Harlow Council: Budget proposals will support services through pandemic (but council tax to go up)
Harlow Council / Thu 14th Jan 2021 am31 08:48am
HARLOW Council’s budget proposals for 2021 to 2022 have been published today. For the eighth year running the budget proposes no cuts to any services or redundancies. There will also be continued support for residents affected by the pandemic plus much-needed investment in the town’s future.
The budget also proposes a 1.99% council tax increase in Harlow Council’s share of the council tax bill. This is an extra 10p per week for a band c home in the town. This increase will help to stabilise the council’s finances as it deals with the impact of the COVID-19 pandemic.
The main headlines from the proposals are:
· The Council Tax hardship fund will be allocated a further £300,000 so residents facing hardship due to the pandemic will continue to be supported.
· A £1.3m fund will be created to help manage council services through recovery from the pandemic to ensure delivery continues. This also means that services that are not currently able operation in the pandemic will be able to reopen with their full budgets in place. This includes popular services such as Harlow Playhouse, Pets’ Corner, Harlow Museum, Sam’s Place and the Leah Manning Centre.
· £26m investment in council housing stock and £17.8m investment in other capital schemes including development of employment space, environmental projects and desperately needed new housing.
· There will be money for projects to regenerate the town centre, improvements to the town park and Pets’ Corner and enhancements to the Museum Walled Gardens. Additional money will be allocated for the health and safety improvements to the paddling pools.
· The large majority of council fees and charges will be frozen and not increased, including car parking charges in neighbourhood shopping centres and in our car parks in the Town Centre.
· For council tenants there is a proposed 1.5% affordable rent increase which is in line government policy. This means from 6 April 2020 the average weekly housing rent will increase by £1.39 a week to £93.66 a week.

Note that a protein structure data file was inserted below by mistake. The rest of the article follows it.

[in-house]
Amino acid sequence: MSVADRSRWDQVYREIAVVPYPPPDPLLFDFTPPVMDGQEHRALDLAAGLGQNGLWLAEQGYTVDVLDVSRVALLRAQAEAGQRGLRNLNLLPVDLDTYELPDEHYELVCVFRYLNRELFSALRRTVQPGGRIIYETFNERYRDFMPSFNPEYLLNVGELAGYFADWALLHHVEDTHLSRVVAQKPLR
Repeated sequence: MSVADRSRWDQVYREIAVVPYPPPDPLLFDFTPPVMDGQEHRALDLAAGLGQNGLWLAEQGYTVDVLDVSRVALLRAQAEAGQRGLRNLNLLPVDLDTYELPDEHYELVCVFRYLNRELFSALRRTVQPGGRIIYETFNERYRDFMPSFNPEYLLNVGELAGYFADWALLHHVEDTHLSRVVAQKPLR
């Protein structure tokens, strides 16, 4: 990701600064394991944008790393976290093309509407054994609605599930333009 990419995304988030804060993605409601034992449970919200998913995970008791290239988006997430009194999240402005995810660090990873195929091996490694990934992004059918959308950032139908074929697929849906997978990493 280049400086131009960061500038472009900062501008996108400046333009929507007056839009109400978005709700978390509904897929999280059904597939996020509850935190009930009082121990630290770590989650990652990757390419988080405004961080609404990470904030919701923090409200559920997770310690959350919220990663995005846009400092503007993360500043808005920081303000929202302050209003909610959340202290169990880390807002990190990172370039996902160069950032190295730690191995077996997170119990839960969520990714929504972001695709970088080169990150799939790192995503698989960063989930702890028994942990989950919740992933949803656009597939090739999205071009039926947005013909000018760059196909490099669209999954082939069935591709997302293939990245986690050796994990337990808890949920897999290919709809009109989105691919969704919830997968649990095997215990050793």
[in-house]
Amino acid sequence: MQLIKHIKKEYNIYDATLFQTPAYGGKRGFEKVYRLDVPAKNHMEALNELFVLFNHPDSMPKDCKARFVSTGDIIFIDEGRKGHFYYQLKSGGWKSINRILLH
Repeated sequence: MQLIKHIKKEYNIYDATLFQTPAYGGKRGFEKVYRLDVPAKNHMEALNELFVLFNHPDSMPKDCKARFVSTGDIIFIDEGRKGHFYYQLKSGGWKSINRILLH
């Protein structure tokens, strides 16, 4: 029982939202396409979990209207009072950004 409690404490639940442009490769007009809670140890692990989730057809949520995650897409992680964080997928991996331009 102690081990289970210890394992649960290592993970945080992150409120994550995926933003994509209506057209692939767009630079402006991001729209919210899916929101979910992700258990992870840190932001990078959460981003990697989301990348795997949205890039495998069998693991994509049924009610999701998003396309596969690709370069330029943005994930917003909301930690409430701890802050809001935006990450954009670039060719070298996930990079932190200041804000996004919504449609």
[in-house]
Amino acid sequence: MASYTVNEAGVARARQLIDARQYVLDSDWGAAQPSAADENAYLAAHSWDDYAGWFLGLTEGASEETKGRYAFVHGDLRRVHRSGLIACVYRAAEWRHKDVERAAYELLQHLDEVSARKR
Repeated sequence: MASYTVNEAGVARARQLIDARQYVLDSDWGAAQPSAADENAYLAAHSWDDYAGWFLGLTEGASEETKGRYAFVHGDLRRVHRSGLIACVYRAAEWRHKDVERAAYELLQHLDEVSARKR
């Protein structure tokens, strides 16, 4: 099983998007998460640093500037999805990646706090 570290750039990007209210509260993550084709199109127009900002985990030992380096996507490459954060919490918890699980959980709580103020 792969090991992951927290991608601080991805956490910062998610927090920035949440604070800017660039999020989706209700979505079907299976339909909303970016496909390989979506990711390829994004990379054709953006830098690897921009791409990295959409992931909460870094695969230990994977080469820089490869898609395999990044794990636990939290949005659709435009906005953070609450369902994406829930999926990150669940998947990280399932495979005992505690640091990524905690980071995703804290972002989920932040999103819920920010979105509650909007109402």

· There will be increased money to support those who are homeless or facing homelessness.
· Priority still given to energy efficiency improvements and fire safety works to council homes.
Councillor Mark Ingall, Leader of Harlow Council, said: “Through taking tough decisions in the past and ensuring that we have money put aside we can propose a budget which will continue to see us through these difficult times and importantly support our residents and the town. Like every organisation and business the COVID-19 pandemic has impacted on our income and we expect to receive further grant support from the government, which will help and is most welcome. However, the ongoing support from government is going to be vital to us and every other council in the country.
“We know a council tax increase, whatever the cost per week, is going to be hard to take. But it will help balance our budget due to the impact of COVID-19, it will help maintain our services and support our residents and the town. A stable financial position also means that we can continue to adapt and respond to the challenges this pandemic creates and support the town in its recovery. The last thing anyone needs is a council cutting its local services and not investing in the future. We are also allocating an additional £300,000 to support those facing hardship. This ensures those most in the need will get the support in paying their council tax bills this year.
Councillor Mike Danvers, Portfolio Holder for Resources, said: “We continue to do everything we can to protect services, protect council jobs and invest in improving opportunities for Harlow. Despite the challenges of this pandemic, for the eighth year running we propose no cuts to services, no permanent service closures and no redundancies, which is a remarkable achievement for any council. These proposals will continue to put the council in a stable financial position as we work through this pandemic and support the town. There are a number of our popular community services which currently cannot operate due to government guidance. But, the budgets for these services such as the Harlow Playhouse, Pets’ Corner, Harlow Museum, Sam’s Place and the Leah Manning Centre will be protected so when they can reopen fully they will be safe and they will be able to thrive once again.”
Harlow’s budget proposals will be discussed at the Cabinet meeting on 21 January 2021 and debated at the Full Council meeting on 28 January 2021. Harlow’s total council tax bill for 2021 to 2022 will be agreed in February at the Special Council meeting on 25 February 2021.
A copy of the Cabinet agenda and reports can be read at https://moderngov.harlow.gov.uk/ieListDocuments.aspx?CId=121&MId=1278&Ver=4